Editors: Penny A. Asbell, MD; and Michael A. Lemp, MD
Publisher: Thieme – 215 pages
Book Review by: Nano Khilnani

Dry eye is a condition, disorder, or disease that results from a breakdown in the layer of tears that coats the front of the eye – the cornea and the conjunctiva. This layer is called the tear film. A breakdown of this layer, as well as insufficient tear production or excessive tear evaporation, can result in dry eye.

In normal situations, this tear film is a healthy, stable and even layer that provides the cornea and conjunctiva – the interpalpebral ocular surface – with a good buffer or protection from damage with constant exposure to air. This layer also enables proper focusing required for clear vision. With a dry eye condition wherein the tear film is unhealthy and breaks down, not only is there irritation and ocular discomfort, but also vision becomes unstable.

The editors of this book – Dr. Penny Asbell and Dr. Michael Lemp – point out in the Preface that more than three of every ten patients that visit an ophthalmologist complain about dry eye symptoms, according to a recent survey. And ‘recent’ refers to 2006 when this book was published.

The Beaver Dam (Wisconsin) Eye Study measured the incidence of dry eye in about 5,000 subjects between 1988 and 1990. The results showed that of those who had dry eye symptoms, 10.7 percent were in the age group 48-59 to as many as 17.9 percent in people over 80 years old. This study is mentioned in chapter 1, Epidemiology of Dry Eye Disease, authored by Alan Tomlinson, PhD, a Professor of Vision at Glasgow Caledonian University in Glasgow, Scotland.

He wrote in this 2006 book that about 4.3 million Americans suffer from dry eye disease, and about seven to 10 million self-medicate with artificial tear preparations at a cost of over $100 million a year. Today in 2016, the numbers are likely higher, as more and more people are beginning to wear contact lenses, a factor that is associated with dry eye.

Dry eye disease is not anymore just an insignificant issue these days, with more and more people worldwide affected by it, and presenting themselves with a number of symptoms to their eye care doctors – optometrists and ophthalmologists.

This book takes a close look at dry eye, with 27 specialists in ophthalmology including the two editors named above, all MDs and PhDs from the United States and six other countries – France, Germany, Italy, Japan, Turkey, and the United Kingdom – providing content for the 18 chapters that constitute this book.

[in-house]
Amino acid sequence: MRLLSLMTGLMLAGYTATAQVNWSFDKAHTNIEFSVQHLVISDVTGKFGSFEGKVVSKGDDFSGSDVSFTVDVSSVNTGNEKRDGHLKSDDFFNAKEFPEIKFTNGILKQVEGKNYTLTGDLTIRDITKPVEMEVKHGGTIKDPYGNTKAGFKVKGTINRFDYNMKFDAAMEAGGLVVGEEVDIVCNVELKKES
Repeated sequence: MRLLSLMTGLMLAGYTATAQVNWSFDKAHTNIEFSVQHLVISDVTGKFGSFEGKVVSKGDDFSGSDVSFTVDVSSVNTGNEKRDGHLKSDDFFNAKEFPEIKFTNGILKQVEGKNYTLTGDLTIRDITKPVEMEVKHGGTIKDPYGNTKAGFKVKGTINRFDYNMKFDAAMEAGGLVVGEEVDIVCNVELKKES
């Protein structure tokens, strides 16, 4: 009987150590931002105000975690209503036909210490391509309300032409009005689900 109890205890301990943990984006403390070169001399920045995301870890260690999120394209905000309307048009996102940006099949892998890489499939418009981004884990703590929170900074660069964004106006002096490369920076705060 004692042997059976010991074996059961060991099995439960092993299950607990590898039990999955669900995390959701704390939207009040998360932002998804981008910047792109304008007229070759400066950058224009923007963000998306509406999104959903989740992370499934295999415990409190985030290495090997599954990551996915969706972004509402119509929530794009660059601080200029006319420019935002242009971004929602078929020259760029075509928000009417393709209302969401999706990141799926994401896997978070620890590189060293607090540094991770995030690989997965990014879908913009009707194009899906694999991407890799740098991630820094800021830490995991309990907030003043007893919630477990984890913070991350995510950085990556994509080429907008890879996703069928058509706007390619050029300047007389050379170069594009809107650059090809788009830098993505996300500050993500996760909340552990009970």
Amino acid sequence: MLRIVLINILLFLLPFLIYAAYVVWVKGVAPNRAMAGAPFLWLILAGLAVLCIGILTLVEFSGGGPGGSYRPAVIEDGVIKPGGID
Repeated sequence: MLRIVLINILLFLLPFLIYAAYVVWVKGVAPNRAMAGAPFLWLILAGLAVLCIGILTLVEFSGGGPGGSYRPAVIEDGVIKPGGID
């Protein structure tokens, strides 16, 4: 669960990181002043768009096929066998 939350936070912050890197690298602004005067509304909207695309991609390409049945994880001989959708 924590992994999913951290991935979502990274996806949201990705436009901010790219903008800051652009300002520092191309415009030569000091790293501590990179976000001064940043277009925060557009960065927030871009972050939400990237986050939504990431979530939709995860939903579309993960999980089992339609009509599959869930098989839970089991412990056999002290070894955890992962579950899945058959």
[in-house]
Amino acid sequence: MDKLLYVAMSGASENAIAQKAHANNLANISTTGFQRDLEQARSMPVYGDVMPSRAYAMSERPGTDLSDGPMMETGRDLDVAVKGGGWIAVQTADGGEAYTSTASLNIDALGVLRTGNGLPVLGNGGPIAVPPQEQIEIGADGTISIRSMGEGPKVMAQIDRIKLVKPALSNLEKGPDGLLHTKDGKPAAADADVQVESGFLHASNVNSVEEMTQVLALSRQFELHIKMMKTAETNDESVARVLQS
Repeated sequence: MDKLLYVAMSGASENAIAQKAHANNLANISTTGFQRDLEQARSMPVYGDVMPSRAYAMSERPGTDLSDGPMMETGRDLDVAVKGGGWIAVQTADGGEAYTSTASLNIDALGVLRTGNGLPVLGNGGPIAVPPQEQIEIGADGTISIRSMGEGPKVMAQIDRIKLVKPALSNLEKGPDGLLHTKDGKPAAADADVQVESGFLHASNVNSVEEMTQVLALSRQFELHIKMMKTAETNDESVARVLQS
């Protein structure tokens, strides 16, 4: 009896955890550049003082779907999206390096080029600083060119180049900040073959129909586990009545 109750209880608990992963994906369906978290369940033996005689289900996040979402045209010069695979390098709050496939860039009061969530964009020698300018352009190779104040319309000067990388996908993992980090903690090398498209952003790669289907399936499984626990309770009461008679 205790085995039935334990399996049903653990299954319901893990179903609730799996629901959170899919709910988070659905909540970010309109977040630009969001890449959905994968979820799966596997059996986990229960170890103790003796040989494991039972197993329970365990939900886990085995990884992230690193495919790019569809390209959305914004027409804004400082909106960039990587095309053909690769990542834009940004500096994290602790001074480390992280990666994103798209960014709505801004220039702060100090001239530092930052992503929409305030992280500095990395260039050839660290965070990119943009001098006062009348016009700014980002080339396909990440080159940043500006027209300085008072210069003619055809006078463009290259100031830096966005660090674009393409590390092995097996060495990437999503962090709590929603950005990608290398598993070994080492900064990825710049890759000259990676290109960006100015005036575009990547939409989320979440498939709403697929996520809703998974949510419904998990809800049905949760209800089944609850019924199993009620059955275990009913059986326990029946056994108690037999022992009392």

We list the titles of the chapters below to give you an overview of what topics you will find discussed in this book:

  1. Epidemiology of Dry Eye Disease
  2. Pathogenesis and Classification of Dry Eye Disease
  3. Patient History, Symptoms, and Questionnaires for Dry Eye Disease
  4. In-Office Tests for Dry Eye Disease
  5. Non-routine Tests for Dry Eye Disease
  6. Diagnosis and Management of Lid and Ocular Surface Disorders
  7. Increasing Tear Quality with Artificial Tears and Reducing Evaporation
  8. Modulation of Inflammation and Immunity in Dry Eye Disease
  9. Complementary and Alternative Medicine to Treat Dry Eye Disease
  10. Innovations in Treatment of Dry Eye Disease: Mucin Stimulators, Hormone Replacement
  11. Dry Eye and Contact Lens
  12. Refractive Surgery and Dry Eye Disease
  13. Diagnosis and Treatment of Severe Dry Eye Disease
  14. Surgery for Dry Eye Disease
  15. Systemic Issues and Dry Eye Disease
  16. Lessons Learned from Clinical Trials Treating Dry Eye Disease
  17. Keeping Current on Medical Information and Drug Development
  18. Future Trends in the Treatment of Dry Eye Disease

The editors point out that you should keep these key issues in mind as you go through the chapters of this book:

  1. Dry eye disease is a common problem.
  2. It is increasing in prevalence worldwide.
  3. It is a multi-factorial problem that has varying incidence for different ages, sexes, and ethnic groups.
  4. It can occur in conjunction with other conditions such as contact lens use, refractive surgery, and the use of eye drops chronically for glaucoma.
  5. New approaches to diagnosing dry eye disease will lead to improve recognition of the disorder.
  6. New treatment options, including over-the-counter preparations and prescription pharmaceuticals, will become available in the next few years.
  7. The study of dry eye is a rapidly expanding and changing field that requires the practitioners to stay up to date in order to provide state-of-the art treatment for patients.

There are not too many books out there on dry eye disease. This one has quite extensive coverage on this condition. It is authoritative, as most of the 27 contributors book are practicing ophthalmologists who have acquired not only the specific knowledge but experience with patients as well, that has enabled them to gain real-world insight on the subject.



Penny A. Asbell, MD, FACS, MBA is Professor of Ophthalmology and Director of Cornea and Refractive Services in the Department of Ophthalmology at Mount Sinai School of Medicine in New York, New York.
Michael A. Lemp, MD is Clinical Professor of Ophthalmology at Georgetown University and George Washington University in Washington DC.